Should You Settle Down Or Travel The World?

Girl debating if she should go away for a weekend or for a lifetime...

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Settle down or travel? I have posed this question to myself many times over the past few years, and even more recently, every day.

I have been travelling full-time for two years now. Every six months, I’ve packed up my possessions and moved to a different city or country. As I type this from my extremely squeaky bunk bed in a room I share with another person, I concur that settling down is definitely the more comfortable option. One house, one city, one bed- life is simpler, it’s easier, less stressful. Or is it?

Is easier always better?

I look at these twenties settlers and envy that they are so easily satisfied; it can be, at times, exhausting always wanting to see, feel and experience more.

Travelling is excessively romanticised; from the glossies that boast pristine Photoshopped beaches void of tourists to that friend’s Instagram post overlooking a European city. The challenges of travel aren’t often taken into account.

Travelling has a lot of challenges. There is the inevitable weight gain after months of gorging on junk food because it’s easier and cheaper.

No one is around to take care of you or drive you to the doctor when you’re sick.

There is the responsibility to remedy any unfortunate situation you find yourself in all by yourself.

And then there’s travelling solo; the times when loneliness envelops you and you wish that you had someone there to squeeze your hand with words of reassurance after a day that didn’t quite work out how you wanted it to.

The sacrifices for travel

I do sometimes worry that I’ll miss out on some amazing guy because I’ve decided to travel, and if the day comes I’m in a wedding dress I won’t have taut mid-twenties skin.

I liken travel to yoga. While Sally from Instagram makes anantasana pose look like a Sunday sleep in, the reality is it would have taken Sally months of agonising stretching to flex her body in that way.

In other words, don’t be fooled into thinking travelling the world is going to be pretty. Travel will test your character like never before. It will open you up and it will toughen you up.

I’m of the opinion you learn the most about yourself when you are faced with the toughest challenges. You do not grow by standing still. While I sometimes envy those that are settled, I also feel sad for them. They haven’t climbed to the top of a waterfall in Hawaii. They didn’t witness the sadness in the eyes of American democrats when 2016 election results were announced- they haven’t met the amazing, beautiful people I have met.

This is why I am choosing to travel over settling down.

New experiences trump comfort

My verdict is this: while you cannot travel the world at any time, you can always stay in one place at any chosen time.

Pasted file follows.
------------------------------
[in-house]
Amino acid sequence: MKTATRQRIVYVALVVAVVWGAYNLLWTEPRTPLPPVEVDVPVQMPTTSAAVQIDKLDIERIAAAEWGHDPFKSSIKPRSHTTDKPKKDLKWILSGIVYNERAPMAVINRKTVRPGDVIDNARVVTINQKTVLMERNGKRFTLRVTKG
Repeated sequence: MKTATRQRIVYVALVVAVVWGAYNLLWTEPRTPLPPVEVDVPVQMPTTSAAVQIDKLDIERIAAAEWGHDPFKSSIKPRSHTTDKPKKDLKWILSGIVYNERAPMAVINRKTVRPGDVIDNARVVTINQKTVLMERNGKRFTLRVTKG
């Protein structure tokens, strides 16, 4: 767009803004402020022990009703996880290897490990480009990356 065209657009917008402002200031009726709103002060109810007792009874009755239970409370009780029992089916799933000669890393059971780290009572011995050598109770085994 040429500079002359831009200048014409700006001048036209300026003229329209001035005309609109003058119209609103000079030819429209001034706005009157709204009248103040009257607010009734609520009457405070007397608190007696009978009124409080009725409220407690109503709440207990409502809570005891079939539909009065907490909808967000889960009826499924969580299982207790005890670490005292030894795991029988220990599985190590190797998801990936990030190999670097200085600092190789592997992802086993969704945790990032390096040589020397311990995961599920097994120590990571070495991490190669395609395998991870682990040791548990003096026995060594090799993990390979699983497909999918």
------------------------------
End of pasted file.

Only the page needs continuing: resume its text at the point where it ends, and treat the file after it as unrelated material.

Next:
While some may disagree with this, in my opinion it is far easier to travel the world with less commitments.

For now, I choose to travel, because I know this opportunity won’t come up all to often.

I know that one day, when I have one house, one city, and one bed, I will yearn for the days when I had very little responsibility. I will also know in my soul that any ‘what ifs’ I may have had would have been answered.

18 thoughts on “Should You Settle Down Or Travel The World?”

  1. I definitely needed this post today, so thank you for sharing! I too, have recently been mulling over my currently life situation and struggling with whether or not I want to settle down in Toronto (where I was born and still live), or if I want to venture away for the next few years for my post-graduate degree. You’ve definitely given me some things to think about after reading your article. 🙂

    1. wayfaringkiwi

      I actually moved to Canada from New Zealand! Good luck with your decision 🙂

  2. Interesting topic to tackle, but I can relate. Good read.

  3. Sina Grumbert

    Your post really touched something inside me. I think it’s so important to live your life to the fullest before settling down and feeling as if you missed something. I’m married now and still travel a lot with my husband. It’s a great thing because we have more money nowadays and can afford really nice hotels. But as you said, sometimes nostalgia takes over and I remember the days when I was happy with staying in a hostel and didn’t need any luxury at all. So once again, enjoy every moment of your solo travel!

    1. wayfaringkiwi

      I completely agree with you Sina- it’s great to hear that you’re still travelling with your husband. I think one day when I have a bit more money I’ll splash out on some nicer accommodation, but I will appreciate it more as I have slept in some interesting places!

  4. I love to travel but only for a small amount of time! I’m definitely a home body!

  5. Love this post and your opinion- I have to agree! I also love your voice in your writing, and would love to maybe collaborate across our websites in the future. Keep up the good work!